Here is the quote from Gross: “You just plug the cord that comes with the car into a three-pronged outlet. But unless you install special equipment, the batteries sip their juice very slowly, just a few miles of charge per hour. Plug in at night and you’ll return in the morning to find that the car’s range has expanded by only about 30 miles.

He is right the charge is slow, but that does not mean it's not useful. Here are the specifics for how I've been using a 120V outlet for my long range EV. Seven months ago we purchased a Tesla Model X. The car has 257 miles of range and a 90 kWh battery pack. Our range is similar to the 238-mile range of the Chevy Bolt that Gross was talking about.

The Tesla now parks next to our Nissan Leaf. We have a 100% electric home fleet. The Leaf has a degraded 24 kWh battery pack. We have one charging station in the garage. We were considering buying a second charging station for the Tesla, but we wanted to see how it would fit in the garage and how we'd arrange things before we placed a charging station on the wall.

Each of the cars came with a trickle charger. So we can use the charging station for one of the cars and the trickle charger for the other. Initially, I assumed that the Tesla, with its bigger battery, would be the one that needs faster charging. To my surprise, it has not turned out that way.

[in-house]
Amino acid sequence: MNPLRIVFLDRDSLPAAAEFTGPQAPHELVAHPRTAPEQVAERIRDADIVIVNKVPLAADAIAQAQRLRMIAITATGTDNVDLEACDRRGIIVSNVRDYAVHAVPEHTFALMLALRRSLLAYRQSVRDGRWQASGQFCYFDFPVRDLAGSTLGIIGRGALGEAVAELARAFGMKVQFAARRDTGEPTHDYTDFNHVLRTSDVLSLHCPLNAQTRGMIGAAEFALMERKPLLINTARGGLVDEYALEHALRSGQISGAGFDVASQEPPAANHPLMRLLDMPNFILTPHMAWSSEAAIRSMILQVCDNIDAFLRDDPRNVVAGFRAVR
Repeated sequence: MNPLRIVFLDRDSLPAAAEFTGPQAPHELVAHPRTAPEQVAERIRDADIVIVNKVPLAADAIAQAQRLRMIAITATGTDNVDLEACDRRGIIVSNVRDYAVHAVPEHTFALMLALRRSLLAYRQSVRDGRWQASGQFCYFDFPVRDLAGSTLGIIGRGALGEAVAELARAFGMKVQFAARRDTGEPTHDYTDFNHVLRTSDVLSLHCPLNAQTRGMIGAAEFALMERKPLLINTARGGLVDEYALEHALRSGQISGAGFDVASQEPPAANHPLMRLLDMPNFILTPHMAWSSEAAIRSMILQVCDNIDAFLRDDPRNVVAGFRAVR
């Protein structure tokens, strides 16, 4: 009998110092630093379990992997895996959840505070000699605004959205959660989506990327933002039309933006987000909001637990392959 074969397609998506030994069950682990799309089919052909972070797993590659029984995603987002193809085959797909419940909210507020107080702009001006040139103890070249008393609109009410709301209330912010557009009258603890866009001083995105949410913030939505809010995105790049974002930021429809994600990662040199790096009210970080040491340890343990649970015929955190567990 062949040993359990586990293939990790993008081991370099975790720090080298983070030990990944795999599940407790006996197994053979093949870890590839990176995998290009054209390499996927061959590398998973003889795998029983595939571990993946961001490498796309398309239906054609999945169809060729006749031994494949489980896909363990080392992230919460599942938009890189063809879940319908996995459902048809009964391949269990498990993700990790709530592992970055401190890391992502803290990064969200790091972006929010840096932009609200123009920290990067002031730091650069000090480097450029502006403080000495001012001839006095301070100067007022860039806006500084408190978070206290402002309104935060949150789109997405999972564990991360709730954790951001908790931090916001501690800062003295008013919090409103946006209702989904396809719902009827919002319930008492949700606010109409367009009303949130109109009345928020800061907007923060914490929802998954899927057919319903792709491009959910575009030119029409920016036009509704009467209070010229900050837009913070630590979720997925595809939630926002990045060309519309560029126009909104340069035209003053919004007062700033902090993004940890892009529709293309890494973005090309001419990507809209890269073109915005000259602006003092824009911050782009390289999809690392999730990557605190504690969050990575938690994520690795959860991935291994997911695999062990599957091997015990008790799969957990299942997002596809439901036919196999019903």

On most days, both cars are driven. My wife drives one of them and I drive the other. They are used for commuting and errands; typically 20 to 40 miles per day, not a lot of miles. With its short range, the Leaf needs to be recharged frequently. When the Leaf is the kid-duty car, after the morning school drop off it's plugged in and charged up for an afternoon of errands and the school pick-up run. Being able to recharge at Level 2 is important when adding range mid-day.

For the Tesla, on the other hand, it has plenty in reserve. It does not need mid-day charging for normal daily use. This means that it will be charging overnight. If it is plugged in from 7 PM till 7 AM, that is 24 miles of range. This is enough to for my 20-mile commute and to run the heater and still break even. However, it is not really important to break even. If I used 30 miles of energy on a given day but only replenish 20 miles, then the next morning the car is a few miles short of full when it is unplugged, but there is still plenty of range in reserve.

Any accumulated mid-week deficit is made up for on the weekend when the vehicle is usually in the garage for 20 hours.

We also bought the CHAdeMO adapter for the Tesla. This allows us to charge up at any of the West Coast Electric Highway spots. We have not had to use it yet, but there are several CHAdeMO stations in our region.

Now that we've had the Model X for awhile and I know that backing in on the left side is where/how we're parking the X, I'll likely get a Tesla wall connector. But before I do, I thought I'd share this unexpected (but retrospectively obvious) learning that 120V charging actually works very well on a long range EV.

Final thought: this bigger battery enables slower charging comment only applies to at home charging where the car is generally being used for short trips such as less than 40 miles per day. This applies to about 80% of people but certainly not everyone. And this certainly does not apply to EV road trips.

Charge on!

EV Road Trip